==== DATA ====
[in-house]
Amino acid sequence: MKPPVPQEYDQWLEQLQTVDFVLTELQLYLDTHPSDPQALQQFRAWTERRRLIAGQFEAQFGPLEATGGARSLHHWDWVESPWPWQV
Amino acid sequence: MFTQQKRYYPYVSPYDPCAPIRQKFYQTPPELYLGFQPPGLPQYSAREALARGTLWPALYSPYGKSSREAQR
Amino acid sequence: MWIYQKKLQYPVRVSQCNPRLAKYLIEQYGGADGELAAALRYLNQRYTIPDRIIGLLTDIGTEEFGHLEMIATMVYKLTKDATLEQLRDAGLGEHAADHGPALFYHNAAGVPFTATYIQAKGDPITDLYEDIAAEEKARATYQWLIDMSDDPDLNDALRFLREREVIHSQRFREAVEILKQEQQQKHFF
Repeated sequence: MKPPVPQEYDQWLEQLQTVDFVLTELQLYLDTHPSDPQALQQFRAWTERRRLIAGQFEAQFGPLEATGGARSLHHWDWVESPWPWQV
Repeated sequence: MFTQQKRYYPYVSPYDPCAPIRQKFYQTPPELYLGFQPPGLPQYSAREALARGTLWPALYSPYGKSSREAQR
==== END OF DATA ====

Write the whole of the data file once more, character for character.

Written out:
[in-house]
Amino acid sequence: MKPPVPQEYDQWLEQLQTVDFVLTELQLYLDTHPSDPQALQQFRAWTERRRLIAGQFEAQFGPLEATGGARSLHHWDWVESPWPWQV
Amino acid sequence: MFTQQKRYYPYVSPYDPCAPIRQKFYQTPPELYLGFQPPGLPQYSAREALARGTLWPALYSPYGKSSREAQR
Amino acid sequence: MWIYQKKLQYPVRVSQCNPRLAKYLIEQYGGADGELAAALRYLNQRYTIPDRIIGLLTDIGTEEFGHLEMIATMVYKLTKDATLEQLRDAGLGEHAADHGPALFYHNAAGVPFTATYIQAKGDPITDLYEDIAAEEKARATYQWLIDMSDDPDLNDALRFLREREVIHSQRFREAVEILKQEQQQKHFF
Repeated sequence: MKPPVPQEYDQWLEQLQTVDFVLTELQLYLDTHPSDPQALQQFRAWTERRRLIAGQFEAQFGPLEATGGARSLHHWDWVESPWPWQV
Repeated sequence: MFTQQKRYYPYVSPYDPCAPIRQKFYQTPPELYLGFQPPGLPQYSAREALARGTLWPALYSPYGKSSREAQR